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New Materials Revisited

One of my previous articles appearing in NAMS News, New Construction Materials: How to Avoid Being Blamed for Someone Else's Mistakes, evoked some rather hostile and predictable reactions. One respondent, apparently preferring anonymity, sent me an E-mail message declaring me a horse's ass and an ignoramus for pointing out some of the weaknesses of foam core construction.

It seems the gentleman owns a foam cored boat himself without nary a problem. As a skeptic of foam cores, its been lonely out here over the years in face of so much promotion and fanfare for the material. However, he overlooked the point that I never said that foam couldn't be used successfully; it can and it is.

However, I confess to feeling somewhat vindicated when, a few days later I ran across an editorial in Professional Boat Building by Henry Elliot, a composites consultant out of Swansea, Massachusetts. Mr. Elliot points up the debates ongoing in the U.K., Sweden, Italy, New Zealand and Austrailia about the International Measurement System for racing sailboats that apparently prohibits honeycomb cores and more or less mandates cross-linked PVC. Without being specific, he alludes to some large scale disasters with the material.

Below: Typical core bonding failure. In this case, due to failure to achieve bonding during construction. Here, the cut away section exposing the core shows that there never was bonding to the outer skin.

Core bonding failure

Also points out that PVC becomes unstable at increasing temperatures, as well as pointing out the rather limited lab testing of such laminates, a point that I have repeatedly made. He comments briefly that testing small coupons or small pieces of laminate does not produce the same results as testing a large panel.

Indeed, in all of the test data that I have seen, I've never run across tests of large panels or complex panel shapes such found in boat hulls. Even a non-PHd engineer like myself understands that one-dimensional testing yields only one-dimensional results. Yet even he overlooks the effect of shape on cored parts or hulls, a factor as large as any, and one that is routinely ignored.

To explain briefly, curved and flat cored panels behave in vastly different ways when stressed, depending upon size and shape. One of the reasons that so much delamination of foam cored hulls has occurred (far more with sail than power boats) is due to the fact that a thick cored laminate has a sizable difference in the radius between inner and outer laminate.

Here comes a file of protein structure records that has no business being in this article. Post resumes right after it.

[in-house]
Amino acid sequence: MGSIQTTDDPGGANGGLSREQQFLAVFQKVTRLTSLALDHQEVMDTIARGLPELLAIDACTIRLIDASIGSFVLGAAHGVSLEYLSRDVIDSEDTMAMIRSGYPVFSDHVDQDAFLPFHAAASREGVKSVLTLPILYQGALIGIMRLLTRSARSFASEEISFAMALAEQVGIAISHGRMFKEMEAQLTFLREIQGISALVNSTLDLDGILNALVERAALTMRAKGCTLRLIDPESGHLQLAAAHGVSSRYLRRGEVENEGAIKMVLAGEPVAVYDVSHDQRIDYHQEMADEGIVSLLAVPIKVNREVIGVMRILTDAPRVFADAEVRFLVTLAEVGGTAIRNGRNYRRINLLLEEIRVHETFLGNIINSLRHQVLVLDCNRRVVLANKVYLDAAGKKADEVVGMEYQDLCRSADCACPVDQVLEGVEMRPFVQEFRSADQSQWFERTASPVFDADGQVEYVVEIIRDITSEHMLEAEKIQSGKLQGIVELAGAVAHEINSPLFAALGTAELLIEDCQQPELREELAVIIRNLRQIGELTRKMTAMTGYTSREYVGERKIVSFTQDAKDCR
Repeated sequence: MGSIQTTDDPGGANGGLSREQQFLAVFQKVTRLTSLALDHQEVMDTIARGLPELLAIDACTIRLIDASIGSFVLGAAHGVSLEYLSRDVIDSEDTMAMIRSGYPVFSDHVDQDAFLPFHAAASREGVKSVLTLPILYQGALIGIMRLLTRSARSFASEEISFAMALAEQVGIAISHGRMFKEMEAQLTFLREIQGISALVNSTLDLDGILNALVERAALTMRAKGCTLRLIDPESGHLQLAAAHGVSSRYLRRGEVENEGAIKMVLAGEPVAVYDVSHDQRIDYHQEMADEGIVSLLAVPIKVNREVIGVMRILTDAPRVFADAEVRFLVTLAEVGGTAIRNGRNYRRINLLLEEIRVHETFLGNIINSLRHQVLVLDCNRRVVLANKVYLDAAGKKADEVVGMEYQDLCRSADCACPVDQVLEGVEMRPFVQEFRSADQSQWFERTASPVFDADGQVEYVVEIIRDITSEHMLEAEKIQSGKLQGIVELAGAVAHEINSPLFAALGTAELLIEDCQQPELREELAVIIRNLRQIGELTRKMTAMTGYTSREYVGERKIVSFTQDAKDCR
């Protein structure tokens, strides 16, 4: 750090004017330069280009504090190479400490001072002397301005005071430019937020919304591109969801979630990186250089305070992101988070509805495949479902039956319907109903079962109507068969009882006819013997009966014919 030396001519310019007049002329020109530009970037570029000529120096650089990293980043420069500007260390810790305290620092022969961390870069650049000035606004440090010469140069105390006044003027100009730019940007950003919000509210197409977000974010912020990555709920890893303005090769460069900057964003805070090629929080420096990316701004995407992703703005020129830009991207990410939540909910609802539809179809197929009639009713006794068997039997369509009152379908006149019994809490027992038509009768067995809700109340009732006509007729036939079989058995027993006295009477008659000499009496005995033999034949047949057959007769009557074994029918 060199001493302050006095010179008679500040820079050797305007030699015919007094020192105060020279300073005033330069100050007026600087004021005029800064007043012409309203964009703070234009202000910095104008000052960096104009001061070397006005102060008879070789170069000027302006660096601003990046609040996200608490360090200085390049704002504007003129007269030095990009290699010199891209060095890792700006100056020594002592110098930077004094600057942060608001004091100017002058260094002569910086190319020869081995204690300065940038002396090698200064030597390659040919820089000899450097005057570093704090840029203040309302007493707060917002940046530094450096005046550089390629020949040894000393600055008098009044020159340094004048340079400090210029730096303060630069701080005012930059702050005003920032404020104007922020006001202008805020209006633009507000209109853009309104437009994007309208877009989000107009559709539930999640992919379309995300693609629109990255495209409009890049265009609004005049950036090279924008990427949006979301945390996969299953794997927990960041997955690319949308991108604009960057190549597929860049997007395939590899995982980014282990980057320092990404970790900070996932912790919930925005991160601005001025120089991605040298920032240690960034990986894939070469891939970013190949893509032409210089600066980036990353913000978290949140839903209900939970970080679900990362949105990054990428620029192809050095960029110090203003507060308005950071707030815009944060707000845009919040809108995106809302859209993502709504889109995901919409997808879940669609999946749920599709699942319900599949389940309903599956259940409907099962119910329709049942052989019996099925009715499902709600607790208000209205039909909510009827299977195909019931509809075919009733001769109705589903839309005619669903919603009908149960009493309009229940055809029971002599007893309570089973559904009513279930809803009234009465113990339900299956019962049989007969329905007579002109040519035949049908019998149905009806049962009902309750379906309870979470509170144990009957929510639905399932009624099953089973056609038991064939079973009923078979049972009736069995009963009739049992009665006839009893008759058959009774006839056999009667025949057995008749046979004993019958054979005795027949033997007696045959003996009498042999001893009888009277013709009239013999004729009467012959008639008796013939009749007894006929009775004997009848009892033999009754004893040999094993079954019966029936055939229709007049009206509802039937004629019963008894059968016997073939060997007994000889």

Like two cars going around the inside and outside turns of a race track, one has to go faster than the other because it is traveling a longer distance. A similar thing happens when a cored panel bends: the inner and outer panels do not bend at the same rate. This causes a shearing action against the core that often results in bond failure. Failures in sail boat hulls occur most often because of the hourglass shape with a strong double radius, whereas powerboat hulls are mostly flat.

I have long criticized vendors of these products for not supplying adequate test data, or merely selective specifications that put their products in the best light. On the other hand, boat builders have an obligation not rely on salesmen for their knowledge, but to acquire their own knowledge of materials.

In the meantime, Mr. Elliot says that we (its not indicated who "we" is) need to acknowledge what we don't know. "Designers and vendors have to recognize that laminate and process information generated in the lab often has little connection to what is achievable on the shop floor."

Precisely. Not because accurate data can't be obtained in the lab, but because so much of the lab testing that is done is based on a faulty premise. Dropping a heavy ball on a coupon suspended between two uprights - which is the sort of data we most often see - constitutes nothing more than an impact test of a coupon. It hardly approximates the actual stresses imposed on a boat hull, or even a section of a hull. Is this test supposed to approximate the stresses induced when a twenty ton hull slams into a wave? Or falls off a wave?

115' Crescent motor yacht in 6' seas at full speed

There's a vast difference between lab testing and conditions like these. Here the author sea trials a 115' Crescent motor yacht in 6' seas at full speed. Meeting a wall of water at 20 knots is a more realistic method of load testing. The hull is sounded out after the sea trial to check for evidence of delamination. See additional note below.